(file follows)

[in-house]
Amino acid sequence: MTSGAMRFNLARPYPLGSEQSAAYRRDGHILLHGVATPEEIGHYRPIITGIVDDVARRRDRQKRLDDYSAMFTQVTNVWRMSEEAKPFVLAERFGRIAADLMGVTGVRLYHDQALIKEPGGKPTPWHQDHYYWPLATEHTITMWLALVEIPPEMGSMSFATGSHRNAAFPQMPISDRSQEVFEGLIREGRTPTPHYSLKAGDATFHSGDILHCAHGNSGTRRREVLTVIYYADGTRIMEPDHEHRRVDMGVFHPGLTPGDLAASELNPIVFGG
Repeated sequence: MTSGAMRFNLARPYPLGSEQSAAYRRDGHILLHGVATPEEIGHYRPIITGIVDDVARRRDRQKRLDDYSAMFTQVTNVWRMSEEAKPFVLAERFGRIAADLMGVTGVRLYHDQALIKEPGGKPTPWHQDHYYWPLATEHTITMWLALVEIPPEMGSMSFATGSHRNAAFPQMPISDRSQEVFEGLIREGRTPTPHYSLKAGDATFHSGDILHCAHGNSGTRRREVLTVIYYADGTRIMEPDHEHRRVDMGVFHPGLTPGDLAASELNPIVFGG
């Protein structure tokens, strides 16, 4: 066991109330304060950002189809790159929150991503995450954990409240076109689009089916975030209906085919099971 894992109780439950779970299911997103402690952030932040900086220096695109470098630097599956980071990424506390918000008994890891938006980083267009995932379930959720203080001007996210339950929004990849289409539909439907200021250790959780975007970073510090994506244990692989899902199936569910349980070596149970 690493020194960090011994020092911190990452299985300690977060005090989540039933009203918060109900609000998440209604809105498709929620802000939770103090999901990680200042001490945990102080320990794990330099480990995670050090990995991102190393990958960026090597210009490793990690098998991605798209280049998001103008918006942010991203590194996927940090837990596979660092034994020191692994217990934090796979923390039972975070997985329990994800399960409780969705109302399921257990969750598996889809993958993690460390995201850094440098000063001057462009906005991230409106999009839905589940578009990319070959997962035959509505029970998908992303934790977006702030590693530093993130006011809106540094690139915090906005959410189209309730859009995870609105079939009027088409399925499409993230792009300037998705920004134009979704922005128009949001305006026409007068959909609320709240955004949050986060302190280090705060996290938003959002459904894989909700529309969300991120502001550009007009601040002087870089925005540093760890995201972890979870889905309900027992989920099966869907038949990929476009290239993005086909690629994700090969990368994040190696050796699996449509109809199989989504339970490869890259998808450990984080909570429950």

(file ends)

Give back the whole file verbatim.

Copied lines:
[in-house]
Amino acid sequence: MTSGAMRFNLARPYPLGSEQSAAYRRDGHILLHGVATPEEIGHYRPIITGIVDDVARRRDRQKRLDDYSAMFTQVTNVWRMSEEAKPFVLAERFGRIAADLMGVTGVRLYHDQALIKEPGGKPTPWHQDHYYWPLATEHTITMWLALVEIPPEMGSMSFATGSHRNAAFPQMPISDRSQEVFEGLIREGRTPTPHYSLKAGDATFHSGDILHCAHGNSGTRRREVLTVIYYADGTRIMEPDHEHRRVDMGVFHPGLTPGDLAASELNPIVFGG
Repeated sequence: MTSGAMRFNLARPYPLGSEQSAAYRRDGHILLHGVATPEEIGHYRPIITGIVDDVARRRDRQKRLDDYSAMFTQVTNVWRMSEEAKPFVLAERFGRIAADLMGVTGVRLYHDQALIKEPGGKPTPWHQDHYYWPLATEHTITMWLALVEIPPEMGSMSFATGSHRNAAFPQMPISDRSQEVFEGLIREGRTPTPHYSLKAGDATFHSGDILHCAHGNSGTRRREVLTVIYYADGTRIMEPDHEHRRVDMGVFHPGLTPGDLAASELNPIVFGG
């Protein structure tokens, strides 16, 4: 066991109330304060950002189809790159929150991503995450954990409240076109689009089916975030209906085919099971 894992109780439950779970299911997103402690952030932040900086220096695109470098630097599956980071990424506390918000008994890891938006980083267009995932379930959720203080001007996210339950929004990849289409539909439907200021250790959780975007970073510090994506244990692989899902199936569910349980070596149970 690493020194960090011994020092911190990452299985300690977060005090989540039933009203918060109900609000998440209604809105498709929620802000939770103090999901990680200042001490945990102080320990794990330099480990995670050090990995991102190393990958960026090597210009490793990690098998991605798209280049998001103008918006942010991203590194996927940090837990596979660092034994020191692994217990934090796979923390039972975070997985329990994800399960409780969705109302399921257990969750598996889809993958993690460390995201850094440098000063001057462009906005991230409106999009839905589940578009990319070959997962035959509505029970998908992303934790977006702030590693530093993130006011809106540094690139915090906005959410189209309730859009995870609105079939009027088409399925499409993230792009300037998705920004134009979704922005128009949001305006026409007068959909609320709240955004949050986060302190280090705060996290938003959002459904894989909700529309969300991120502001550009007009601040002087870089925005540093760890995201972890979870889905309900027992989920099966869907038949990929476009290239993005086909690629994700090969990368994040190696050796699996449509109809199989989504339970490869890259998808450990984080909570429950």